A/B testing, sometimes known as split testing, is a randomized process of presenting users with two different versions of a website—an A or a B version to observe which one performs better. Key metrics are then measured to see if variation 'A' or 'B' is statistically better at increasing business KPIs. Determining and implementing the winning variation can boost conversions and help with continuous improvement in customer experience.
A variation of A/B testing is multivariate testing, the process of testing three or more versions of a design.
Why is A/B testing valuable?
A/B testing clarifies which version of your product aligns with your audience, which can settle any internal debates. Depending on the number of conversion rates, you’ll know which changes to your design are helping boost sales and conversions. For example, if you change your call-to-action (CTA), and one CTA has more conversions than the other, it’s evident that the former CTA is more effective. And, when you enhance your A/B testing with qualitative data, you'll better understand your target customer and how to create experiences that resonate with them.
The most significant value of A/B testing is that it challenges assumptions and helps businesses make decisions based on data rather than on gut feelings. In particular, A/B testing is a valuable methodology as it can be applied to almost anything, whether email subject lines, color preferences, website information architecture, or even new processes. Tests can be conducted on something as small as a single copy change or as large as a website redesign.
When should A/B testing be used?
Remember, A/B testing shouldn't be a one-time test. If you received interesting findings from one study, we recommend repeating the study multiple times to see if the results are consistent. Conducting repeat tests reduces risk, ensures any results weren't coincidental, and proves that you're pursuing the best possible solution for your product.
What are the drawbacks of A/B testing?
Due to the quantitative nature of A/B testing, designers receive few qualitative insights to explain the reasoning behind users' choices. Although these experiments are driven by hypotheses—often with controlled variations between the designs—there may be alternate reasons behind the success of one variation over another. All you know is that one design change resulted in more conversions than the other. However, it’s difficult to determine whether further improvements can yield the same or better results unless you conduct more testing—which requires more time.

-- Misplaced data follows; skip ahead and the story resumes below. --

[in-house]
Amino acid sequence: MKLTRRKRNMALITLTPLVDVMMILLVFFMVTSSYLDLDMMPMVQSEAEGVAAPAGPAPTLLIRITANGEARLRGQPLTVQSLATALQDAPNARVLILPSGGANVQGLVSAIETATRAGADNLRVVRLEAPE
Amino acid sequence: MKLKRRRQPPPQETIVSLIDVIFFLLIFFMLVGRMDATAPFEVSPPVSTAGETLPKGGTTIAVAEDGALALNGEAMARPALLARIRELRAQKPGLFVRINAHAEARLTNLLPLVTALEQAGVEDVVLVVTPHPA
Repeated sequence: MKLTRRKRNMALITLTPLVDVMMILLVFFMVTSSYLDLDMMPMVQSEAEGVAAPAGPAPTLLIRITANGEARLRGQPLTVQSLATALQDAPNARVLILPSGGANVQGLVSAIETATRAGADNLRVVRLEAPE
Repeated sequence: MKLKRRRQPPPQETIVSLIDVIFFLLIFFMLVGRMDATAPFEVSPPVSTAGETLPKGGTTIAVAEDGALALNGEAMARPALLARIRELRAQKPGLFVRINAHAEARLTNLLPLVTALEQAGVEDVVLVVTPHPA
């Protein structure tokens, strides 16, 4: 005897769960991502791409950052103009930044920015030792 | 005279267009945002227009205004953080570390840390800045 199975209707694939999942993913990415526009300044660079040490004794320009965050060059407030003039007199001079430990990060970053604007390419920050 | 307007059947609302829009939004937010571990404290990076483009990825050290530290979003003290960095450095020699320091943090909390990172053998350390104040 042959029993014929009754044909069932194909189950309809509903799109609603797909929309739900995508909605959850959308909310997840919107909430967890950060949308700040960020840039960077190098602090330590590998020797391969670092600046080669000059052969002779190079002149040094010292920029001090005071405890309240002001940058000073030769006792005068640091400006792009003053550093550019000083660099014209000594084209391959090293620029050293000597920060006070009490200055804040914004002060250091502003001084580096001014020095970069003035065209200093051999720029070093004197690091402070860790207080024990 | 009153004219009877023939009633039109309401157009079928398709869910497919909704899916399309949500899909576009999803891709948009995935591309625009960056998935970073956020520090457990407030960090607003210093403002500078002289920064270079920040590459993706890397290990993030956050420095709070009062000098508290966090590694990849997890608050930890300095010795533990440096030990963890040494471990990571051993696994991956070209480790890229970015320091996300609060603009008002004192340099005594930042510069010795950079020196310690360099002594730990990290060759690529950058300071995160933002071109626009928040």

Where to come up with A/B test ideas
The best way to come up with A/B test ideas is to listen to your customers and prospects. As designers, researchers, or marketers, we easily become biased from sitting so close to our product daily—and we forget to take off rose-colored glasses. Get a new lens by consulting first-time visitors or prospects. Here are some mediums you can use:
- Web analytics: Ask yourself or your team, where is your product losing revenue? Where are the drop-off points? To get started, you can find this by combing through funnel performance, high-traffic pages, low-converting pages, and user flows.
- Mouse tracking analysis: Mouse tracking lets you record what people on your site do with their mouse, and this gives you insights into where visitors are paying (or not paying) attention. Find this information by leveraging platforms that offer click maps, attention maps, or scroll maps.
- Form analytics: Imagine if you knew exactly which form field people hesitate to fill out, which field they left blank even though it was required, and which area caused the most error messages. That's exactly what some tools and platforms can tell you, giving you performance data for every single form field.
- On-page surveys: Using on-page survey tools are a great way to find out why people aren’t converting. Not everyone will fill it out, but you'll get some interesting data here that will inform the kinds of tests you should be running. For example, through an optional form, ask visitors, “If you’re not going to [sign up/ subscribe] today, can you tell us why not?"
- Chat transcripts: These records are a treasure chest of ideas where you can directly see customers’ complaints and pain points.
- User testing: Conduct usability testing with a human insight platform. For example, you may send multiple users through your organization’s funnel, to your competitor’s site, and finally to a leading organization’s site or app in your industry. You'll learn what others are doing right and where you need improvement.